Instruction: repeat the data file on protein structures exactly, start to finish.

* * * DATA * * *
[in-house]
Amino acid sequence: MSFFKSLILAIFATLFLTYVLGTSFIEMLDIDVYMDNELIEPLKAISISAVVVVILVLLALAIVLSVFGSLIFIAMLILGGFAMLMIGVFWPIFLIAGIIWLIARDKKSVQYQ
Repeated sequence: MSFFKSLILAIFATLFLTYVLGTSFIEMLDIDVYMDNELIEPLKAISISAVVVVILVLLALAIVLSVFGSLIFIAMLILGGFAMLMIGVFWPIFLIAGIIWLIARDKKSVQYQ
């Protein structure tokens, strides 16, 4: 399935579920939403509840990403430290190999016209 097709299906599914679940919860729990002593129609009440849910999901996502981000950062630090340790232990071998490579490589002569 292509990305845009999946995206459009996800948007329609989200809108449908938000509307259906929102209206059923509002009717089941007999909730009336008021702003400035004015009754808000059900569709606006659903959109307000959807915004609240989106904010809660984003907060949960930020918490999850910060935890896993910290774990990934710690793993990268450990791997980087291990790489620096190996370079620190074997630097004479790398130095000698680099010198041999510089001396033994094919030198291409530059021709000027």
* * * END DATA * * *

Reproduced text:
[in-house]
Amino acid sequence: MSFFKSLILAIFATLFLTYVLGTSFIEMLDIDVYMDNELIEPLKAISISAVVVVILVLLALAIVLSVFGSLIFIAMLILGGFAMLMIGVFWPIFLIAGIIWLIARDKKSVQYQ
Repeated sequence: MSFFKSLILAIFATLFLTYVLGTSFIEMLDIDVYMDNELIEPLKAISISAVVVVILVLLALAIVLSVFGSLIFIAMLILGGFAMLMIGVFWPIFLIAGIIWLIARDKKSVQYQ
């Protein structure tokens, strides 16, 4: 399935579920939403509840990403430290190999016209 097709299906599914679940919860729990002593129609009440849910999901996502981000950062630090340790232990071998490579490589002569 292509990305845009999946995206459009996800948007329609989200809108449908938000509307259906929102209206059923509002009717089941007999909730009336008021702003400035004015009754808000059900569709606006659903959109307000959807915004609240989106904010809660984003907060949960930020918490999850910060935890896993910290774990990934710690793993990268450990791997980087291990790489620096190996370079620190074997630097004479790398130095000698680099010198041999510089001396033994094919030198291409530059021709000027």